Nonprofits Continue Receiving Organizational Support from UGA through Virtual Tools
Wednesday, July 22nd, 2020
The COVID-19 pandemic has not stopped the University of Georgia from supporting nonprofits in their mission to build a better quality of life in their communities.
Prior to the pandemic, Georgia Court Appointed Special Advocates (CASA), Inc. had called on the J.W. Fanning Institute for Leadership Development, a unit of UGA Public Service and Outreach, to help create CASA’s new strategic plan.
The day-to-day changes brought on by COVID-19 forced the Fanning Institute to quickly adjust its approach.
Instead of meeting with CASA in-person and leading discussions and work sessions to create the new strategic plan, institute faculty and staff quickly shifted the process to a virtual format that can also allow the organization to adapt in the face of changing times.
“I was very pleased with the content, attendance and participation and I’m excited to see the compilation of results,” said Lauren Elder Hyatt, chair of Georgia CASA’s strategic planning team of the virtual shift. “I feel like we are well on our way to identifying and aligning around the values to drive Georgia CASA and the development of the long-range plan forward for the next few years.”
Transitioning the planning process to a virtual format and including work between each of the sessions has allowed the process to move forward on schedule and be completed on time in the fall.
“Nonprofit organizations play an indispensable role helping meet the needs of Georgians and addressing local challenges across our state,” said Matt Bishop, director of the Fanning Institute. “Now more than ever, we are committed to utilizing all of the tools and technologies at our disposal to make sure nonprofits can receive the organizational and leadership support they need.”
Utilizing virtual meeting platforms, independent work between the virtual sessions, online tools and other technologies, institute faculty can assist nonprofit organizations with a variety of services such as strategic planning, board development, succession planning and overall organizational development.
Prior to the pandemic, the Fanning Institute—led by senior public service faculty Maritza Soto Keen—was already working virtually with Girls Inc., a national nonprofit that supports girls’ development through direct service and advocacy, on an organizational diversity, equity and inclusion initiative.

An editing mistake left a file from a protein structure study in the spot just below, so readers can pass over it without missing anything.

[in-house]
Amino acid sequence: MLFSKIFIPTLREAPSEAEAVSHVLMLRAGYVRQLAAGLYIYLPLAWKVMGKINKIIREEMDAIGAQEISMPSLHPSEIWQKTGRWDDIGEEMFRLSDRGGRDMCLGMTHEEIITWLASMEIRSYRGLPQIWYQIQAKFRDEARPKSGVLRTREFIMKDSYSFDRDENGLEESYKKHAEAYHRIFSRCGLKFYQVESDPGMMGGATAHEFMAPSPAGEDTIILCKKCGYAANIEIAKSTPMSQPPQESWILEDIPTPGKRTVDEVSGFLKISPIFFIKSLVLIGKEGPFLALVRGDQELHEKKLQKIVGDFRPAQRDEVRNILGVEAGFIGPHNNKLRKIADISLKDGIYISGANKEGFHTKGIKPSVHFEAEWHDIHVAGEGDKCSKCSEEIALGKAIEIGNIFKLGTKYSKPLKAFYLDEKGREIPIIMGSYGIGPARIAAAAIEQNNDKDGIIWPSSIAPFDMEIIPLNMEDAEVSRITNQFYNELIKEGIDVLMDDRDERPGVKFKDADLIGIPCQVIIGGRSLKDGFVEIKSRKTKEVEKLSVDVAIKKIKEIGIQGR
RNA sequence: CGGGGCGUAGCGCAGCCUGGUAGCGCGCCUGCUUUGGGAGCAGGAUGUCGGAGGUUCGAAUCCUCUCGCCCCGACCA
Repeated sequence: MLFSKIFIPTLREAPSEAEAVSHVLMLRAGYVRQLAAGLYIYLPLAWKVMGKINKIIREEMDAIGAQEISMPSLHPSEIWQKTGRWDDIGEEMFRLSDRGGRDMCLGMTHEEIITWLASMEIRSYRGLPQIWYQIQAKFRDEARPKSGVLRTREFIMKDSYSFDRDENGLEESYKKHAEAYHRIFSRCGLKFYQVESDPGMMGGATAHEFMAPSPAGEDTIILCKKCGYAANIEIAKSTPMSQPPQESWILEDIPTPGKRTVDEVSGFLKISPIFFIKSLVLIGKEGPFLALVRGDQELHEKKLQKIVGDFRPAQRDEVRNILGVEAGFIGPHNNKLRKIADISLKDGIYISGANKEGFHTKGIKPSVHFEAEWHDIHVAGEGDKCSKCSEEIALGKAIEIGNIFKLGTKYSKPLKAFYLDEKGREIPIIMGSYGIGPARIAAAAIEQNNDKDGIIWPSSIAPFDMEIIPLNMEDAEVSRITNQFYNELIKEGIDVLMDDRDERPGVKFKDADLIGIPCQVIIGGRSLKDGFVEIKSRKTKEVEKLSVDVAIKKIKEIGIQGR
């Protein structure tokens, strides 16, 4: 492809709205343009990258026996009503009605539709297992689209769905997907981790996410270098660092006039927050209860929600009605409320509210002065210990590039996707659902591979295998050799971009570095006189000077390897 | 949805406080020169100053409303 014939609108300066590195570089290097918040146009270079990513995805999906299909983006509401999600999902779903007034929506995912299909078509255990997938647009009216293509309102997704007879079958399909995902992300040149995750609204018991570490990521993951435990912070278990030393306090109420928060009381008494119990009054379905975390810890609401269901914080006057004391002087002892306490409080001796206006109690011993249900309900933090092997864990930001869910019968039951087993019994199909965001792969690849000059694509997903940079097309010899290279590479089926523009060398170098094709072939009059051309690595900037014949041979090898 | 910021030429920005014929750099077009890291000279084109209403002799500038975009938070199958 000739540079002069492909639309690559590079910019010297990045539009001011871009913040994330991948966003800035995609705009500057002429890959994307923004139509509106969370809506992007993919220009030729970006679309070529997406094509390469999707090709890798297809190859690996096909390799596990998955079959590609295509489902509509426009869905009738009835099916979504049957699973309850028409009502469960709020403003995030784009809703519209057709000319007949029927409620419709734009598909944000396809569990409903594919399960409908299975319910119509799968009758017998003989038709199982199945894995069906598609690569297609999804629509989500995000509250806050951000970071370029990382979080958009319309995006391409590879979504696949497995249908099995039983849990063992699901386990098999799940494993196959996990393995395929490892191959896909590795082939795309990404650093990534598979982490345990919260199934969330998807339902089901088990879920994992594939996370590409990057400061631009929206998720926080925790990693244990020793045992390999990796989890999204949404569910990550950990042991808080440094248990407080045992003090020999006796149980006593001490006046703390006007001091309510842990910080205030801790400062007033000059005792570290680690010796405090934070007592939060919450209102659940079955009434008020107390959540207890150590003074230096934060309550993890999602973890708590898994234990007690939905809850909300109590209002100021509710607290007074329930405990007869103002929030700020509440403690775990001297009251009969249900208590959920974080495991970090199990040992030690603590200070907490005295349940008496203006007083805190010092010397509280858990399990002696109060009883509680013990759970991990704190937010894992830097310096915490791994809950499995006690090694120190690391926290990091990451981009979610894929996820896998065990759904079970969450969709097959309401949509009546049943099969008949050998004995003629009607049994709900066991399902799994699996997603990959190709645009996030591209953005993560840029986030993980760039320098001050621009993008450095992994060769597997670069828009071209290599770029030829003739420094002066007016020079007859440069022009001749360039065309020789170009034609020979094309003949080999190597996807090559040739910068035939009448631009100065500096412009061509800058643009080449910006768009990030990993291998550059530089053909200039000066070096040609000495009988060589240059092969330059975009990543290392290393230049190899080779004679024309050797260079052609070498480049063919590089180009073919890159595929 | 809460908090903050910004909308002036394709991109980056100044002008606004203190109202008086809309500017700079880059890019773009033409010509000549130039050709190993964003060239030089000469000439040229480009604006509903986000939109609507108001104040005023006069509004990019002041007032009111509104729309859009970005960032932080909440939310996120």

“Maritza helped us craft an online survey and gather data from our affiliates and staff across the U.S. and Canada,” said Charlene Jackson, director of affiliate services for Girls Inc. “The response rates for the survey were incredibly high. She then provided us with an analysis of the data and, more importantly, helped us understand how to interpret that data to ensure we accurately captured everyone’s input.”
Meanwhile, the State Botanical Garden of Georgia, also a UGA Public Service and Outreach unit, called on the Fanning Institute for assistance in evaluating its board structure and by-laws in alignment with the garden’s current strategic plan.
“Having conversations about these issues with your board and stakeholders is something you would always rather do in person,” said Jennifer Cruse-Sanders, director of the State Botanical Garden. “However, Maritza was marvelous and made everyone feel comfortable with the virtual format. It was very successful and has allowed to us remain on schedule for implementing our strategic plan, despite the pandemic.”
The institute’s virtual services will allow nonprofits of all sizes to continue planning and developing the infrastructure they need to support their communities, said Bishop.
“While how we work looks different, our work hasn’t stopped,” said Bishop. “We remain committed to helping nonprofits develop the tools and resources necessary to address the challenges they see in their communities.”